Welcome to Week 19 of THIS WEEK IN GIFs, everyone. There's a lot of hilarious officiating and stupefying punt-returning to get to. Before we do, you're welcome to sit in as Matt Ufford, Dan Rubenstein and myself discuss this week's field:
Voting will remain open until 11 p.m. Eastern Sunday. Enjoy!
It isn't all that uncommon to see a pitcher fall off the mound. It's forgivable. You're standing on a piece of rubber on the top of a hill, and when you pitch, your body basically turns into this giant network of metronomes that are swinging your equilibrium this way and that. If one of those metronomes is just a little too fast or slow, WHOOP.
But uh, apparently it's nap time in Washington. This is another example of athletes taking a REALLY long time to get up after they fall down. Basketball and football players do this too. If you or I fall down, we immediately get back up and hope nobody notices. These guys are just sorta content to wallow on the ground for a half-hour in front of 40,000 people.
I said so in the video, but I'm genuinely gonna miss these replacement officials. This had to end at some point, but I'm glad we had three weeks of complete bullshit like this.
And this is just such a bullshit thing to happen. The official's presumably chucking his hat because he thinks Ogletree went out of bounds at some point, but ... you're supposed to throw it at the point at which he stepped out of bounds, right? And if he did step out of bounds, that happend like 15 yards in the other direction. So I guess he was trying to note, "THERE'S A FOOTBALL PLAYER RIGHT THERE, EVERYONE. (OH NO THERE ARE SO MANY FOOTBALL PLAYERS AND I AM ALL OUT OF HATS.)"
(Via Bomani Jones' Monday Morning Jones)
I'll let Bomani explain this one:
Here's Jim Harbaugh after conning the substitute teachers out of a challenge when he didn't have a timeout. And before he made two more challenges, meaning the 49ers got five timeouts in the second half.
What follows is the most "I can't believe I got away with that shit" look you could ask for. Oh god. Play it cool, Jimford. Just play it cool. You got this. Straighten your hat. Wipe your nose. Wipe your hand on your hat. Just keep wiping.
Someday I'm going to sit down and list my favorite sports things -- in part for my own benefit, so that I can calibrate my sports consumption habits accordingly. For now, I'll say that these are in the top tier:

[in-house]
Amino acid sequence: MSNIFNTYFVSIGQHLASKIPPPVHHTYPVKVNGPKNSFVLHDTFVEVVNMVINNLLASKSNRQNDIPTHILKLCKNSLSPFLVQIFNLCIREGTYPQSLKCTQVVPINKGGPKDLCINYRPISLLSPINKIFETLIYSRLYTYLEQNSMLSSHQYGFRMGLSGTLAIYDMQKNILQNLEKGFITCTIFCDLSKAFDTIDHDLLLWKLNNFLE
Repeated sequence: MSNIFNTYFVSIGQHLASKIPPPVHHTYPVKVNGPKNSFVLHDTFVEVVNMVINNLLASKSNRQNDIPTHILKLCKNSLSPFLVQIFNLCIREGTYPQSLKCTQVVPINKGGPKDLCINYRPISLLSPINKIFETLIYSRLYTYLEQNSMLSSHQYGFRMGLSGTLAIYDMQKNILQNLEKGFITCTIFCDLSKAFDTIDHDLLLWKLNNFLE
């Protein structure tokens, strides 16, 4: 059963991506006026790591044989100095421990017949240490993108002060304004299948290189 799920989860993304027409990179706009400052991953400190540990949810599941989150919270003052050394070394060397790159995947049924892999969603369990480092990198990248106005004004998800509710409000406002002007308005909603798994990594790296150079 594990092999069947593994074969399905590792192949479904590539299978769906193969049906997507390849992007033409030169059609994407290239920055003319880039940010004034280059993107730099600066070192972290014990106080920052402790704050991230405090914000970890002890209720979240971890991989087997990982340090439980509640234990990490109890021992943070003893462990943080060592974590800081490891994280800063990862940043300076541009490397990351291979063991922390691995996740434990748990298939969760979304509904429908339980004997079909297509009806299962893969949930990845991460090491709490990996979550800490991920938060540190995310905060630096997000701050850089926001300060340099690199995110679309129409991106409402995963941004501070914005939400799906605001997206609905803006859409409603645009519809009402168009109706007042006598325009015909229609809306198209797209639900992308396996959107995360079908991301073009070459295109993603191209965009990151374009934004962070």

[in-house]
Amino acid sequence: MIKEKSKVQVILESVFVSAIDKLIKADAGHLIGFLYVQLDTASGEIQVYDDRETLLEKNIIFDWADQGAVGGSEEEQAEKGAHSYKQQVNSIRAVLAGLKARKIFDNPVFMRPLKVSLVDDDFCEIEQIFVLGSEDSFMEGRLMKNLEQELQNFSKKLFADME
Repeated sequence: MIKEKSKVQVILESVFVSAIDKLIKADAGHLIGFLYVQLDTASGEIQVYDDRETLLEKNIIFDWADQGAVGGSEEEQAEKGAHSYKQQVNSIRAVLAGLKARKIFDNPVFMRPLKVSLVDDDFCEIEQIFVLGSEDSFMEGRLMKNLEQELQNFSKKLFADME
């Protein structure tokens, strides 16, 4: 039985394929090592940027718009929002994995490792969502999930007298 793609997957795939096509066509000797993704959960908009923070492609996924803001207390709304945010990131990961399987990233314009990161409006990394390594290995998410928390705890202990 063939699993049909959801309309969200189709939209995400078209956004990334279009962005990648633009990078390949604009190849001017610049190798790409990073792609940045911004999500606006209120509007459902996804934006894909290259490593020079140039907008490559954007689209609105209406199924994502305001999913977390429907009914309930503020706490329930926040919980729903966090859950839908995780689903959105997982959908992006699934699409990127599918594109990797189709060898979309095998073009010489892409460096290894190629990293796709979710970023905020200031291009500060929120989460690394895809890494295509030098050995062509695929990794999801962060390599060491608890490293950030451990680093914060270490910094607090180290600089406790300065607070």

- Punt returns for touchdowns
- Running up the score
- Pitchers at bat
- Fans who run around on the field
- Airballed free throws
- J.R. Smith
- Starlin Castro
- Fights of the not-Kermit Washington variety
- Gus Johnson
If there's anything you think I should add to this list, please let me know in the comments. Anyway, South Carolina's Ace Johnson up there is responsible for one of the most impressive punt returns I've ever seen. He sprints, jukes, runs into his own man, leans out of a tackle, sprints, breaks a full-body tackle while juking out of another tackle, jukes backward, sprints, and dives into the corner of the end zone. Magnificent.
(Via Grant Brisbee)
Q: Ooh, look at Ichiro! He got a base hit! Where did he get such a beautiful single?
A: HE WENT TO JARROD
(Via Grant Brisbee)
The first time I saw this GIF I dismissed it as some sort of manipulation. Like, come on. Someone just took a still of Tommy Hunter and slapped it up there. This is of course a silly theory, but I just couldn't comprehend such perfect weirdness.
The ball looks like it was perhaps five feet away from smacking Hunter right in the face, and yet he stands still as a stone, unafraid. This could win GIF of the Week honors, or it could finish fourth. I suppose it depends upon what we value in GIFs these days. Can this beat Ace Sanders' run or Gio Gonzalez's extemporaneous nap? I don't know.
Matt specifically requested that we include this one, and I'm glad he did.
One more thought before we drop the "replacement officials" business: making this call must have been SO SATISFYING. Perhaps this official really thought that interception was a touchdown. I think it's just as likely that he convinced himself of such. Frankly, telling people what they want to hear feels pretty good. Telling a steel-eyed coach and 60,000 loud people what they want to hear must feel like such a rush.
Of course, so would telling them what they didn't want to hear. They're both a rush. One is like watching a roll-caged Subaru ramp over 30 cars, and the other is like being in that car. These officials, they seem to have preferred the former. Gonna miss y'all.